The order reduction however depends on the size of the structure that we do want to model fully, and this
limits the overall reduction. So compared to the other model based methods, static condensation will require
a larger basis.
M ODAL ACCELERATION METHOD
By reducing the system inevitably some of the information in the response will be lost. In the modal superposition approach, the residual can be approximated. In the so called MAM [21], a quasi-static term is added.
This means we ignore the inertia and damping of the system, and just look at the stiffness. Using spectral
16
2. T HEORETICAL F UNDAMENTALS & L ITERATURE R EVIEW
expansion of the stiffness matrix, this quasi-static correction can be written as either:
qqs =
N
∑
vi vTi f
i =n+1
(2.42)
µi ω2i
qqs = K−1 f −
n v vT f
∑
i i
i =1
µi ω2i
.
(2.43)
The first form requires a full eigenbasis, so the second form is usually more convenient. This addition represents the quasi-static response of the part of the system that is left out by the MOR.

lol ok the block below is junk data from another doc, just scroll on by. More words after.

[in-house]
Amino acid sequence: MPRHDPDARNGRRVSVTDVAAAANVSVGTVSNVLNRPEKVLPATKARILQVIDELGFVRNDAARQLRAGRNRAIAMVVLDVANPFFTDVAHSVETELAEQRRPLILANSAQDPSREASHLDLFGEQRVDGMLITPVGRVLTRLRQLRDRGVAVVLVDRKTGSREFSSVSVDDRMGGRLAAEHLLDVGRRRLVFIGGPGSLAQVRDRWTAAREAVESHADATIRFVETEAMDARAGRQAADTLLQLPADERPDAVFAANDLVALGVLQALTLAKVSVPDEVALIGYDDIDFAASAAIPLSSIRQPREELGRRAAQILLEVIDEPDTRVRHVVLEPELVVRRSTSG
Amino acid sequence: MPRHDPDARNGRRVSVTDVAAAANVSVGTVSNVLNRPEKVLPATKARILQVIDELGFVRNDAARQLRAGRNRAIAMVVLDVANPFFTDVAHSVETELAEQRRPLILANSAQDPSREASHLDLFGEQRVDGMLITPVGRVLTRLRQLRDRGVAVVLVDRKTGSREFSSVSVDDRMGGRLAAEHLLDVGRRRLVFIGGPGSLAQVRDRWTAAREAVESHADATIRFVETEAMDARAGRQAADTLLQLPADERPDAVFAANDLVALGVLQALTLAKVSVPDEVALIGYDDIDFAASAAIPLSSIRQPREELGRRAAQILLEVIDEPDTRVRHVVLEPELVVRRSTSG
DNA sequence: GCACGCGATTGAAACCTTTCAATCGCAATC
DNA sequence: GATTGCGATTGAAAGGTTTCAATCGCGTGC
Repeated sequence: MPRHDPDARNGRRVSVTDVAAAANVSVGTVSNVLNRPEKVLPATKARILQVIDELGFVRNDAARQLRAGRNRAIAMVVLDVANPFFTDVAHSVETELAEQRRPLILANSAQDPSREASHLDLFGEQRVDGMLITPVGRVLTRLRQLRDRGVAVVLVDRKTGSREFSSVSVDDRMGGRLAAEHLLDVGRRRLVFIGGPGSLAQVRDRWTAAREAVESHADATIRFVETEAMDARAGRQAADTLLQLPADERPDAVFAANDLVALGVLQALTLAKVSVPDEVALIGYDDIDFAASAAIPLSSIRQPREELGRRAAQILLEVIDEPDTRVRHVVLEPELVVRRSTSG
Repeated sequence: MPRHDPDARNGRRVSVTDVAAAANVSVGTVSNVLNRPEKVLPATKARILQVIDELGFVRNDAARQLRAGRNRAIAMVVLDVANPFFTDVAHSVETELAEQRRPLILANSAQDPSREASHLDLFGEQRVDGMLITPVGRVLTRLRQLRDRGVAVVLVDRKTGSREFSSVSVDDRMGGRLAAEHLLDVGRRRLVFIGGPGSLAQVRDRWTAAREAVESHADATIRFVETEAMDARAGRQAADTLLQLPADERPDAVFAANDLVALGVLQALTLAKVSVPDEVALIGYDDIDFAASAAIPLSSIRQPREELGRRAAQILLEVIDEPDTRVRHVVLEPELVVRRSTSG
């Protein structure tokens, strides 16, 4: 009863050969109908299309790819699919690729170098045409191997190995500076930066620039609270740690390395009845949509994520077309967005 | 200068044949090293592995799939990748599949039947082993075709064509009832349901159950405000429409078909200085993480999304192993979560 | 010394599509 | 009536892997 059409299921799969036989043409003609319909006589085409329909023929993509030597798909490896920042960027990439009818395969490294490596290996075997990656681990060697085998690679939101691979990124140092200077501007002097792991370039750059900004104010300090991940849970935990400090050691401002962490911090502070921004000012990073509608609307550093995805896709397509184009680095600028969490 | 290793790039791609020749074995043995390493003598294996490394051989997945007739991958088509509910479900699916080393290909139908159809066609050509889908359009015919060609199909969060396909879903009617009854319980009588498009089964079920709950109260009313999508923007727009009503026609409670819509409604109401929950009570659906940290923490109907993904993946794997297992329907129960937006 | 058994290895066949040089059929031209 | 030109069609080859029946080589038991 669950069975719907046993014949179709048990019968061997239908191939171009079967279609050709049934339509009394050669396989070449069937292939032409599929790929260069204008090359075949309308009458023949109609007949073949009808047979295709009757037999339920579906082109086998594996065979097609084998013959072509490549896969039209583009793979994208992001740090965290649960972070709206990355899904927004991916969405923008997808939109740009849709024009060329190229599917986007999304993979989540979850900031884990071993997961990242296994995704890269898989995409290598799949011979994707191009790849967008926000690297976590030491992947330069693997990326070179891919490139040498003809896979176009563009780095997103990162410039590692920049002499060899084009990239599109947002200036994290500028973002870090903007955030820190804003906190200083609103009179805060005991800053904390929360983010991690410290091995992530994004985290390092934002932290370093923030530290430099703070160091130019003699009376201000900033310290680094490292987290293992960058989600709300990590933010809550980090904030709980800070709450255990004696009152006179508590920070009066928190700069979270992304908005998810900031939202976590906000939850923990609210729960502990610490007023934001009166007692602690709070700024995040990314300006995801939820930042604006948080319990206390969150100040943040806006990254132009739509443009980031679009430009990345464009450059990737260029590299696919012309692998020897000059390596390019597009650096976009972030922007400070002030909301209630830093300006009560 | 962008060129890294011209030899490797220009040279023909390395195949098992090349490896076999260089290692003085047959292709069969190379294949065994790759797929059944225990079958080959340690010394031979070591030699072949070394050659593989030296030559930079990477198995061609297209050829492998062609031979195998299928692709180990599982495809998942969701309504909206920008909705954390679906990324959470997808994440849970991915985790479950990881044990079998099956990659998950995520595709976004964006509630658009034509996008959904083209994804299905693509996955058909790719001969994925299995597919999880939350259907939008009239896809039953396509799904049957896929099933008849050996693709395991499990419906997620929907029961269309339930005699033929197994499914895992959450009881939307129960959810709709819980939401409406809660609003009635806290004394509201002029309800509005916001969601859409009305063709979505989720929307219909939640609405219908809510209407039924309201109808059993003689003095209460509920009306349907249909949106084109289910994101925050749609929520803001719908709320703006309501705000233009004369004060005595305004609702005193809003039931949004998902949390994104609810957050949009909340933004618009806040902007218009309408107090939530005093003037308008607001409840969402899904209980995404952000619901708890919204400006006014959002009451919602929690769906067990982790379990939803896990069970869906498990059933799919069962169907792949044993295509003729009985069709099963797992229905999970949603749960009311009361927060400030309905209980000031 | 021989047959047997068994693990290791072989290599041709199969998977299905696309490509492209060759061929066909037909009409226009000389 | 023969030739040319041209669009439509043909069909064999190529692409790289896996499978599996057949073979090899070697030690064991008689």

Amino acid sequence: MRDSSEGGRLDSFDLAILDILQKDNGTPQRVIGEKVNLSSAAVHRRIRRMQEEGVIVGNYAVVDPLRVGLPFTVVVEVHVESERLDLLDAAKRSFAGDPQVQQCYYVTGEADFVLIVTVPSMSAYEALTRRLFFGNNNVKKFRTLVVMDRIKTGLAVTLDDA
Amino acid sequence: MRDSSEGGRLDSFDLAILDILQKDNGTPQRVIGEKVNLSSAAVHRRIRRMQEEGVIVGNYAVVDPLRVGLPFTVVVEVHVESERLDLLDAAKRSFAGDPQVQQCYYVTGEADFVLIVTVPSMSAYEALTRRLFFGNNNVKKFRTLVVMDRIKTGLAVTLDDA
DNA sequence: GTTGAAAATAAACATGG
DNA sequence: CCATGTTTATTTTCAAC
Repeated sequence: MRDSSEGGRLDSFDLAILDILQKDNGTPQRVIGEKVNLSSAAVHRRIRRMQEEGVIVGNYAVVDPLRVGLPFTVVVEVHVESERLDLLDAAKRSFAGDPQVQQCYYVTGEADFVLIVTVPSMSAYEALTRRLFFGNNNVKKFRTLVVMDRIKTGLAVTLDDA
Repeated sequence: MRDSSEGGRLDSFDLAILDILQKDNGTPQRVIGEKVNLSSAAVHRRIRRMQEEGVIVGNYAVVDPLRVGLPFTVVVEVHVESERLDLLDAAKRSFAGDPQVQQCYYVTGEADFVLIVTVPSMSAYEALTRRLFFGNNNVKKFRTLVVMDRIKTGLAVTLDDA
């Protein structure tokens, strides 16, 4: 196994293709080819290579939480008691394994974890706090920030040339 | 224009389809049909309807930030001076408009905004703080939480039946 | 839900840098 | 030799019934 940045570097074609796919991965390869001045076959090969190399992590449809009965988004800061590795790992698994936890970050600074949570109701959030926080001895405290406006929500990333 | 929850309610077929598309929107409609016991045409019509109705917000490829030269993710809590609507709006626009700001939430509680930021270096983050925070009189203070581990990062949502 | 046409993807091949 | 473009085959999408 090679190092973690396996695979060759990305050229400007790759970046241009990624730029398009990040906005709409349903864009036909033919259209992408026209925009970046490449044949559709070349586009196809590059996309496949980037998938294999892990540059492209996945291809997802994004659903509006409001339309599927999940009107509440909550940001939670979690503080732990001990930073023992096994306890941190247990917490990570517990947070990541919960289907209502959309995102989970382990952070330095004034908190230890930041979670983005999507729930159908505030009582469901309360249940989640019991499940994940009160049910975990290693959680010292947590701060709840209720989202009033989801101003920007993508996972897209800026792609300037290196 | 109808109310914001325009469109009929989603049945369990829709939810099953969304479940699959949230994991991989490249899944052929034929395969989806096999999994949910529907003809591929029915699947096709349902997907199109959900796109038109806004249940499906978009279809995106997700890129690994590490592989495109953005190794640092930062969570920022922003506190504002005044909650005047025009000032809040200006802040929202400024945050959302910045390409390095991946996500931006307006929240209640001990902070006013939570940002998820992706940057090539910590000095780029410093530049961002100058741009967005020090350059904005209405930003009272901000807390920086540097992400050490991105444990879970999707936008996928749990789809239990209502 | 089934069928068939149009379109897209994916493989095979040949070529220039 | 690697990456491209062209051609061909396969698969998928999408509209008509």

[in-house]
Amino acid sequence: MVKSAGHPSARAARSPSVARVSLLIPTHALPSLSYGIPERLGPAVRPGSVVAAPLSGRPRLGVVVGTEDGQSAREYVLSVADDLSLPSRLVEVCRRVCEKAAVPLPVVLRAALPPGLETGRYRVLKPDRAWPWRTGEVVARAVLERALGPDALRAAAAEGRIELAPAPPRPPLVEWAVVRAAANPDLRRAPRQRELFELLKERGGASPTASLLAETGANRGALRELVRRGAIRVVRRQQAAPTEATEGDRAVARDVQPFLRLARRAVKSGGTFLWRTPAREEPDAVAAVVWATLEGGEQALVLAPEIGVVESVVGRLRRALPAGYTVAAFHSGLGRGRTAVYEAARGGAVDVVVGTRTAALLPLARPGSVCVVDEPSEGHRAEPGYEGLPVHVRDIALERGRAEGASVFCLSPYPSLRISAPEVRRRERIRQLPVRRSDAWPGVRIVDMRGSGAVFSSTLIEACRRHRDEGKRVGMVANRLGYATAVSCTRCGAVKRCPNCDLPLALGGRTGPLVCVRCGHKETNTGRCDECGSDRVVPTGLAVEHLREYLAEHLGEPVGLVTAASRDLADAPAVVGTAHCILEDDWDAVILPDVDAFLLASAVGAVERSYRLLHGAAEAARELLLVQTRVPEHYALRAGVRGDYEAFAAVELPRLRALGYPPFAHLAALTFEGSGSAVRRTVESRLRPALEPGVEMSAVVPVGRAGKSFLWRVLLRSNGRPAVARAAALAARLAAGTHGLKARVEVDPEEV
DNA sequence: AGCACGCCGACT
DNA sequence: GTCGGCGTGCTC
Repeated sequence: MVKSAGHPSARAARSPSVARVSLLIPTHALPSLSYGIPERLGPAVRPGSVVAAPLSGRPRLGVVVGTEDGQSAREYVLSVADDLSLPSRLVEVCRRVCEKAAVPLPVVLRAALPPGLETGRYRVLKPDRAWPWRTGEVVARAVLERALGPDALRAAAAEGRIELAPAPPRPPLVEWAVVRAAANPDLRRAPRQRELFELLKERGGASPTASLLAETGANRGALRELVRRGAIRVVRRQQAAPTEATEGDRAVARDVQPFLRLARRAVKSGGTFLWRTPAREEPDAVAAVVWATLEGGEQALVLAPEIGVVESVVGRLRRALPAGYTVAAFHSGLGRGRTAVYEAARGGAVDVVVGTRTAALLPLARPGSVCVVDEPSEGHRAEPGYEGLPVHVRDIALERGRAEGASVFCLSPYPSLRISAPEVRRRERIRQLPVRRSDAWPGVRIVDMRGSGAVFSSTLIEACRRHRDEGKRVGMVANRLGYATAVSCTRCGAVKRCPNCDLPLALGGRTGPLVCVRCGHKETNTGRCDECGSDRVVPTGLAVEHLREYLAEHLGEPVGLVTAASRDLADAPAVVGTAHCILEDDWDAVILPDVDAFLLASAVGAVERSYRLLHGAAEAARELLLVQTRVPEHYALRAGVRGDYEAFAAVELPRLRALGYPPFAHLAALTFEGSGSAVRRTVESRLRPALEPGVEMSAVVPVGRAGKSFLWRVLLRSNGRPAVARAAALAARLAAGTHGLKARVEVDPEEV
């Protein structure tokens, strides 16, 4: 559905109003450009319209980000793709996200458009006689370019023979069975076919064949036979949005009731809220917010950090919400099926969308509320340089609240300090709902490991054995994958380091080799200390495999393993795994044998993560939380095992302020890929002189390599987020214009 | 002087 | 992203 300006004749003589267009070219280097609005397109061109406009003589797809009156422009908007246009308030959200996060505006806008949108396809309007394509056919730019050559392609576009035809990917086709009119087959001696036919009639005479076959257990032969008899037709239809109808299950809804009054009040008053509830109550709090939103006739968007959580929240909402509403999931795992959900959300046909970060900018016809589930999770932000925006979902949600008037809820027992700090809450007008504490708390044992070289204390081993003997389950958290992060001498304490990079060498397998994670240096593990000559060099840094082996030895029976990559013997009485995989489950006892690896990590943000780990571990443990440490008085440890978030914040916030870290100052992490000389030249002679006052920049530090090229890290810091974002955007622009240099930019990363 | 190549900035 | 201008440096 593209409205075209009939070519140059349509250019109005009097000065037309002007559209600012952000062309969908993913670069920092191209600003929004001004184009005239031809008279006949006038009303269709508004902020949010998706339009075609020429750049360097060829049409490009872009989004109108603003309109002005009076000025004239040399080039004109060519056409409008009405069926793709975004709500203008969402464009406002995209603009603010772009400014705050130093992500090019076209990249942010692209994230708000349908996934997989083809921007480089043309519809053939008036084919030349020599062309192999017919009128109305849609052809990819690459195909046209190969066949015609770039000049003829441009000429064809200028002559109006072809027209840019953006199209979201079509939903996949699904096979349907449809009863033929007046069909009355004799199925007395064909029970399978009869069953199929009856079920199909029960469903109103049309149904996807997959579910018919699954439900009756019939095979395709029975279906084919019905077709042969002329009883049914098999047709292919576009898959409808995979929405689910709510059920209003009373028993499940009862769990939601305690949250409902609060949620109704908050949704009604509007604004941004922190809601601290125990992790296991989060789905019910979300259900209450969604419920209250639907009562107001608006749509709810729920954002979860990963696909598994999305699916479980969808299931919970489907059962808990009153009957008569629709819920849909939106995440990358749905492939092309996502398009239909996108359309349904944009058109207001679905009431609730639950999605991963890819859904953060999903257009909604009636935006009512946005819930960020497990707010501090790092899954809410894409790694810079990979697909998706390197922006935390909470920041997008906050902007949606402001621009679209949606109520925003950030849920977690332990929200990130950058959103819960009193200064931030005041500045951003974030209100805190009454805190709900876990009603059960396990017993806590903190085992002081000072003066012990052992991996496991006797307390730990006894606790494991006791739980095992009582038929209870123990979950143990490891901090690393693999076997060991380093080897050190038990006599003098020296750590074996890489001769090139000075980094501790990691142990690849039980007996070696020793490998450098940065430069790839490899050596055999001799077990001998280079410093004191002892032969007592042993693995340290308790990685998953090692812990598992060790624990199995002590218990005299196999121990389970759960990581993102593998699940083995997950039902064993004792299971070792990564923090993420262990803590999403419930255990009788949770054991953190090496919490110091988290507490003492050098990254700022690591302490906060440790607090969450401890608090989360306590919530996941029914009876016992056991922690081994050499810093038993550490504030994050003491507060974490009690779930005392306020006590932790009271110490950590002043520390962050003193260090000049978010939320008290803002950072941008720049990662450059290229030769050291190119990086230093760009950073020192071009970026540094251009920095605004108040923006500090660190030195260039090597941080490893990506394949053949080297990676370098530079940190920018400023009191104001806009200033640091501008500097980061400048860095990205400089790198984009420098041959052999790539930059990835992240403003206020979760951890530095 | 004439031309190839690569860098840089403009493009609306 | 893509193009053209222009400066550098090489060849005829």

The higher modes have a high stiffness/mass ratio, so a quasi-static approximation can be very accurate.
The computational effort is dependent on the calculation of K−1 f. This term has to be calculated for every
timestep. Note how this compares to the (full) Newmark method, the solution of a similar system is required.
This of course nullifies the performance gained by MOR. Fortunately, there are two factors that speed up the
calculation. First of all, the factorized K matrix is often already available from an earlier calculation. Secondly
if the load can be described as f(t ) = L · f (t ), the quasi-static correction can be rewritten as:
(
−1
qqs = K
L−
n v vT L
∑
i i
i =1
µi ω2i
)
f (t ) ,
(2.44)
which is very cheap to calculate, since the term within brackets only has to be evaluated once. This condition on the load is essential for both efficient MAM and load-dependent MOR.
The Modal Acceleration Method in this form is only applicable to MSM, because it relies on an eigendecomposition of the system matrices.
One final remark can be made on the relation between MAM and Ritz vectors. The MAM is identical to
adding a single orthogonalized Ritz vector to the MSM basis, and calculating its associated quasi-static response. Based on this MAM will always have inferior accuracy compared to modal truncation augmentation,
which will be discussed later.
P ROPER O RTHOGONAL D ECOMPOSITION
In this technique the basis vectors are calculated from a set of samples, most commonly using a singular value